The present invention provides methods for determining, e.g., the kinematic viscosity and/or the mass-percent composition of a fluid admixed in a microfluidic system with one or more other fluids. The method can include, e.g., flowing one or more fluids into a microfluidic channel, setting a side channel pressure on a side channel intersecting the microfluidic channel at a first location to provide a zero-flow condition in the side channel to determine the intersection pressure, and determining the pressure difference between the intersection pressure and the microfluidic channel pressure at a second location, thereby providing parameters for determination of the viscosity or mass-percent composition of the fluid mixture. Setting the side channel pressure can comprise detecting a marker in a side channel fluid, and adjusting the side channel pressure to provide unchanging detection of the marker to provide a zero-flow condition wherein a pressure measured at the side well is an indirect measure of the pressure at the intersection. The detector of a zero-flow condition on the side channel can be configured to measure conductivity, fluorescence, light absorption, refraction, and/or the like.

The present invention provides methods for determining the viscoelasticity of a sample fluid. The method can include, e.g., flowing a reference fluid in a reference microfluidic channel which intersects a sample microfluidic channel to flow into a common detector channel. An oscillating flow of sample fluid can be, e.g., induced in the sample channel by a flow generator to flow into the detector channel. The sample fluid and/or reference fluid can contain, e.g., a detectable marker. Oscillations in the amount of detectable marker can result, e.g., in the detector channel, which can be compared to the flow oscillations induced by the flow generator in the sample fluid to determine a phase shift between the induced and detected oscillations. The viscoelasticity of the sample fluid can thereby be calculated based in part on the phase shift.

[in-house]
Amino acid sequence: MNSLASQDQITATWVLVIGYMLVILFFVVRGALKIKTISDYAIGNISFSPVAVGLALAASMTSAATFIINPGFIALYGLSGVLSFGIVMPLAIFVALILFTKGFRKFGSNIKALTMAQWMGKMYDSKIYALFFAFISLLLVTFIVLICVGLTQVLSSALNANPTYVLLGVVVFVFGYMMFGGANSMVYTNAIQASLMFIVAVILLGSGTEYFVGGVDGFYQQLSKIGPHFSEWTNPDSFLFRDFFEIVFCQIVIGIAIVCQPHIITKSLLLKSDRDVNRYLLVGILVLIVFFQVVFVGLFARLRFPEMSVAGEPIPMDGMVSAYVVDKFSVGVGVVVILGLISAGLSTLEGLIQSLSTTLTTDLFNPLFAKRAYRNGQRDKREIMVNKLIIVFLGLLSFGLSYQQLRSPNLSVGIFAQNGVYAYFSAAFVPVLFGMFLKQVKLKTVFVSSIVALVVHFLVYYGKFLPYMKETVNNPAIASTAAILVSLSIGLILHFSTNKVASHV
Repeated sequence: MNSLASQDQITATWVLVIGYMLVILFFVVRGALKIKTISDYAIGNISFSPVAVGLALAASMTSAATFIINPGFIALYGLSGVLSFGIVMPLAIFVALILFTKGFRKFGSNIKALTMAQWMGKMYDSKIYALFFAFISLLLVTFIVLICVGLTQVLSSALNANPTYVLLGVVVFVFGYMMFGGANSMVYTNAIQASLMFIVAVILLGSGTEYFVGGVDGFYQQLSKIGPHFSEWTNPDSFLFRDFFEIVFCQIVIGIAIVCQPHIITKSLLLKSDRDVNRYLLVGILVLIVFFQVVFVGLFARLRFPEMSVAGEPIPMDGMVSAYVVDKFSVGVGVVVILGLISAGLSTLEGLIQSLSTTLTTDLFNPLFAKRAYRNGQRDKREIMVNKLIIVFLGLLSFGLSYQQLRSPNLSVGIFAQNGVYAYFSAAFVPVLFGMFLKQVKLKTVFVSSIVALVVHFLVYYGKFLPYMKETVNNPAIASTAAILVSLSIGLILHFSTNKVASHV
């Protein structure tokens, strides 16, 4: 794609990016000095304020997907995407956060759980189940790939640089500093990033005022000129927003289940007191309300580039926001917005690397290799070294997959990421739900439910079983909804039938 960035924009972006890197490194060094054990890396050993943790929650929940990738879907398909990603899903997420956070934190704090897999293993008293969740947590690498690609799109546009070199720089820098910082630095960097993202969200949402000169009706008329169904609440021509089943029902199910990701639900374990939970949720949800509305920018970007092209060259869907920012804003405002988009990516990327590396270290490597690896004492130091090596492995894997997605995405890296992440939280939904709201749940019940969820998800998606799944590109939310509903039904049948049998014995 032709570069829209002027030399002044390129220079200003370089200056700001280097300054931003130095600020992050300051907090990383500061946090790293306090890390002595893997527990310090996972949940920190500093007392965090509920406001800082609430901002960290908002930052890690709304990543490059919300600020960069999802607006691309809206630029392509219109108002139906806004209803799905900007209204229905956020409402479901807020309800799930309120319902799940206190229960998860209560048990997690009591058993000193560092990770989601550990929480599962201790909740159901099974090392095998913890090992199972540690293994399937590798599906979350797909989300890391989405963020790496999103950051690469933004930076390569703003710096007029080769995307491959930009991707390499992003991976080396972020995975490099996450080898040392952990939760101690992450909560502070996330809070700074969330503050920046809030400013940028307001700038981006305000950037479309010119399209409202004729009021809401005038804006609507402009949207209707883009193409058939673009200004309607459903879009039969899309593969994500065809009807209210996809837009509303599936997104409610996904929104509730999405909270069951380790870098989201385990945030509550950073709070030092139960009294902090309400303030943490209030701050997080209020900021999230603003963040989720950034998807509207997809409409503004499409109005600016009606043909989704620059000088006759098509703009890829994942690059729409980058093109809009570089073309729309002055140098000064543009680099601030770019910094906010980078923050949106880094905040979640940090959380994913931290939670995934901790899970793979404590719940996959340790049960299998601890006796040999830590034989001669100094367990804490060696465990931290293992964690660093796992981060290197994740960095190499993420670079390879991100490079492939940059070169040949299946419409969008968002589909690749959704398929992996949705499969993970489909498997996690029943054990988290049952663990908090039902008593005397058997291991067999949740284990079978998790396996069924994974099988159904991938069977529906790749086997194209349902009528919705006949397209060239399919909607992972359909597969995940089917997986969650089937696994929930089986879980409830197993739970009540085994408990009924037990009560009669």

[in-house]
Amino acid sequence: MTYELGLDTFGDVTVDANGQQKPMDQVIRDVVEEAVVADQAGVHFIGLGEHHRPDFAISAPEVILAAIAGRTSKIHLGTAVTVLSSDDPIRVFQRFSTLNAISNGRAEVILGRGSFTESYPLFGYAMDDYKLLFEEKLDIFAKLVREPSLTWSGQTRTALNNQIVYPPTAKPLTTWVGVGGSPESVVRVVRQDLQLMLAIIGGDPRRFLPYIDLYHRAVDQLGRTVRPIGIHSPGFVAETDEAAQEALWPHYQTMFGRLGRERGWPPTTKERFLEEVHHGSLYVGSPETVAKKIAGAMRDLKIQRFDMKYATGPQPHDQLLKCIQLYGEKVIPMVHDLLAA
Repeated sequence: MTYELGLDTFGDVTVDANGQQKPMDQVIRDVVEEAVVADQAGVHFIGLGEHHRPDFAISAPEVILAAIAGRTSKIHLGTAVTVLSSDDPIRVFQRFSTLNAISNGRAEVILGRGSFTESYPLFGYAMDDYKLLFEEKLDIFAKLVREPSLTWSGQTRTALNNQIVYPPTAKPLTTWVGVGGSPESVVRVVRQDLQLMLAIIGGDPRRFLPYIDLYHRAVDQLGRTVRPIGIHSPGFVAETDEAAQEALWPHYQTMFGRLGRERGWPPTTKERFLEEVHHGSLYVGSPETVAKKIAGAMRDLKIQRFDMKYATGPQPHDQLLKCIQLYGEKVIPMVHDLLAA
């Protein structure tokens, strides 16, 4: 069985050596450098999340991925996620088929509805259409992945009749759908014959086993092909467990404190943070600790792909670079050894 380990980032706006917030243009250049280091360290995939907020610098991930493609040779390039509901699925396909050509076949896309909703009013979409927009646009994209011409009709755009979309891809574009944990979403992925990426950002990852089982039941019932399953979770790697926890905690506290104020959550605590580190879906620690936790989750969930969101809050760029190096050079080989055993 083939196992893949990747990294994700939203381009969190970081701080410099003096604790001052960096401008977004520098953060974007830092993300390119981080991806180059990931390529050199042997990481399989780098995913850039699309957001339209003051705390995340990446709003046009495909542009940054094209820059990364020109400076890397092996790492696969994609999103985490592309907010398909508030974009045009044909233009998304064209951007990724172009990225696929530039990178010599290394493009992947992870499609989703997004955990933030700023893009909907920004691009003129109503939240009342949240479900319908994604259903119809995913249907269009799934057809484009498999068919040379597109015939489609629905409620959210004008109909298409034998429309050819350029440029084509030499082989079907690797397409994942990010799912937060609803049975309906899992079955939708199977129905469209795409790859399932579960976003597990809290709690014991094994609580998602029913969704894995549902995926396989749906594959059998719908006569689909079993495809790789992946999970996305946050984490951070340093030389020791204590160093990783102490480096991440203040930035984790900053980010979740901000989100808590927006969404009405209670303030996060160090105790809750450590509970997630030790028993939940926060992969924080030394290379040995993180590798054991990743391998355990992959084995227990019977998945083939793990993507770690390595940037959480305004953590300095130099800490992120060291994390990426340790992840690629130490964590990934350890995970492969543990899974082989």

BRIEF DESCRIPTION OF THE DRAWINGS

FIG. 1 schematically illustrates a microfluidic system having a multi-reservoir pressure modulation system according to the principles of the present invention.

FIG. 2 is a plan view of a representative microfluidic device having microfluidic channels with enhanced fluid flow resistance for use in the microfluidic system of FIG. 1.

FIGS. 3A and 3B are perspective views of a pressure manifold for releasably sealing reservoirs of the microfluidic device of channel 2 in fluid communication with the pressure modulators of the system of FIG. 1.

FIG. 4 schematically illustrates a control system for independently varying reservoir pressures in the microfluidic system of FIG. 1.

FIGS. 5A–C schematically illustrate a method and computer program for determining pressures to provide a desired flow within a channel of the microfluidic network in the microfluidic device of FIG. 2.

FIG. 6 schematically illustrates a microfluidic system having both a multi-reservoir pressure modulation system and an electrokinetic fluid transportation and control system according to the principles of the present invention.

FIGS. 7A and 7B illustrate well-pair dilution in which concentration variations are produced by selectively varying the relative flow rates from two reservoirs connected at an intersection.

FIGS. 7C–E graphically illustrate measured dilution vs. set or intended dilution for a multi-reservoir pressure controlled well-pair dilution.

FIGS. 8 and 8A–8D graphically illustrate an enzyme assay using a multi-reservoir pressure controlled microfluidic system, and more specifically: FIG. 8 illustrates the reaction, FIG. 8A is a titration curve for different substrate concentrations, FIG. 8B is a plot of the corrected signal verses substrate concentration, FIG. 8C is a plot for determination of the Michaelis constant, and FIG. 8D is a substrate titration plot.

FIGS. 9A–C illustrate a microfluidic Protein Kinase A (PKA) reaction assay with variations in concentration achieved using hydrodynamic pressure modulation.

FIGS. 10A and 10B illustrate a mobility shift assay microfluidic network and assay test results at different concentrations.

FIGS. 11A and 11B are a perspective and plane view, respectively, of an exemplary hydrodynamic and electrokinetic interface structure for coupling to a microfluidic body.

FIG. 12 schematically illustrates an exemplary microfluidic viscometer.